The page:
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The Cryosphere An interactive open-access journal of the European Geosciences Union
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© Author(s) 2019. This work is distributed under
the Creative Commons Attribution 4.0 License.
© Author(s) 2019. This work is distributed under
the Creative Commons Attribution 4.0 License.

Submitted as: research article 18 Nov 2019

Submitted as: research article | 18 Nov 2019

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A revised version of this preprint is currently under review for the journal TC.

Substantial meltwater contribution to the Brahmaputra revealed by satellite gravimetry

Shuang Yi1,2, Chunqiao Song3, Kosuke Heki2, Shichang Kang4, Qiuyu Wang5, and Le Chang5 Shuang Yi et al.
  • 1Institute of Geodesy, University of Stuttgart, 70174 Stuttgart, Germany
  • 2Department of Earth and Planetary Sciences, Hokkaido University, Sapporo, Japan
  • 3Key Laboratory of Watershed Geographic Sciences, Nanjing Institute of Geography and Limnology, Chinese Academy of Sciences, Nanjing, 210008, China
  • 4State Key Laboratory of Cryospheric Sciences, Cold and Arid Regions Environmental and Engineering Research Institute, Chinese Academy of Sciences, Lanzhou 730000, China
  • 5Key Laboratory of Computational Geodynamics, University of Chinese Academy of Sciences, Beijing 100049, China

Abstract. High Asia glaciers were observed to be reducing the fastest in the southeastern Tibet Plateau (SETP), where vast amounts of glacier and snow (GS) feed the streamflow of the Brahmaputra, a transboundary river linking the world's two most populous countries China and India. However, the low temporal resolutions in previous studies obscured the seasonal accumulation/ablation variations, and their modelling estimates were divergent. Here we use monthly satellite gravimetry observations from August 2002 to June 2017 to estimate GS mass variation in the SETP. We find that the spring-accumulation type glaciers and winter snow in the SETP are the most abundant in May. This is in stark contrast to seasonal variations in terrestrial water storage, which reaches its maximum in August and is controlled by summer precipitation. These two seasonal variations are mutually orthogonal and can be easily separated in time-variable gravity observations. Our results show a summer meltwater contribution of 43 ± 8 Gt to the Brahmaputra. This value could help to resolve previous divergent modelling estimates and underlines the importance of meltwater to the Brahmaputra streamflow. The high sensitivity between GS melting and temperature on both annual and monthly scales suggests that the Brahmaputra will suffer from not only changes in total annual discharge, but also an earlier runoff peak due to the ongoing global warming.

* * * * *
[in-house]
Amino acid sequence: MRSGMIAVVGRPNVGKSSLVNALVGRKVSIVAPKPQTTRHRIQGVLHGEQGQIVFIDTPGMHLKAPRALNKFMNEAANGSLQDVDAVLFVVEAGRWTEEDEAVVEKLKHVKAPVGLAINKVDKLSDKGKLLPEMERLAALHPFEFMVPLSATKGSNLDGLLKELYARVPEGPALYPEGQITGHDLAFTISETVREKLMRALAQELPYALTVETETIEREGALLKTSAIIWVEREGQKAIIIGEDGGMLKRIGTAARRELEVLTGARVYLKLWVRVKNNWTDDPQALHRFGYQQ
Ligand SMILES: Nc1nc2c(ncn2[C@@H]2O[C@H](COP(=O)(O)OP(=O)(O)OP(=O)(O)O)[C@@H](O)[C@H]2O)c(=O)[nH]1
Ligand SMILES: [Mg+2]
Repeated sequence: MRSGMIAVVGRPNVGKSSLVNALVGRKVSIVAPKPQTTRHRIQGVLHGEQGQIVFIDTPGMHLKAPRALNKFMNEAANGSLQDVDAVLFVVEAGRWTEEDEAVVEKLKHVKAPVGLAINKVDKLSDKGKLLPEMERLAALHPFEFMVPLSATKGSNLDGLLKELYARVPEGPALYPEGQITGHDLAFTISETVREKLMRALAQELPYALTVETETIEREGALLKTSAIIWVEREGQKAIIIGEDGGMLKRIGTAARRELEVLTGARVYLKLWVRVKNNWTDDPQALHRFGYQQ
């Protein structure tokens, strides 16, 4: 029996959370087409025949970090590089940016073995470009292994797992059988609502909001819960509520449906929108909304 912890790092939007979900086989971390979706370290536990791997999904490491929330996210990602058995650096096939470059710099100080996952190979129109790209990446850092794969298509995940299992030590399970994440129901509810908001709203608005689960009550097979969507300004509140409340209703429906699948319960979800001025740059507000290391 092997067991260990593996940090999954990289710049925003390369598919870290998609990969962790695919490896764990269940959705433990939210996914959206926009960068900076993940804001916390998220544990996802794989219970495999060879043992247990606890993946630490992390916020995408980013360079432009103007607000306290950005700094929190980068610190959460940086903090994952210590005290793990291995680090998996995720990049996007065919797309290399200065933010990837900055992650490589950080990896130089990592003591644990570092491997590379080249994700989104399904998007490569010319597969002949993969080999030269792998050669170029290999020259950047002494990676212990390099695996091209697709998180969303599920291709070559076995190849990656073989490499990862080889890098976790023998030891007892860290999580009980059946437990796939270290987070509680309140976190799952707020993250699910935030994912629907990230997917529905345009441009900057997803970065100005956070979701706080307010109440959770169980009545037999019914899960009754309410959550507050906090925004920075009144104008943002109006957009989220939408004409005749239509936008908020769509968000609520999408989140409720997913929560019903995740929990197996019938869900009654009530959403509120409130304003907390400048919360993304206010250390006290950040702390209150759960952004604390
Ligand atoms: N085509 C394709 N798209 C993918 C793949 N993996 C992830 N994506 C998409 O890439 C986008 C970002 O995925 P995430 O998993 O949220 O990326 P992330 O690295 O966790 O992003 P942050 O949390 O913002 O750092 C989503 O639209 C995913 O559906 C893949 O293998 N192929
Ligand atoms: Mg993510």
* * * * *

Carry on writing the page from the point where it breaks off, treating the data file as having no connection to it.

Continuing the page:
Shuang Yi et al.

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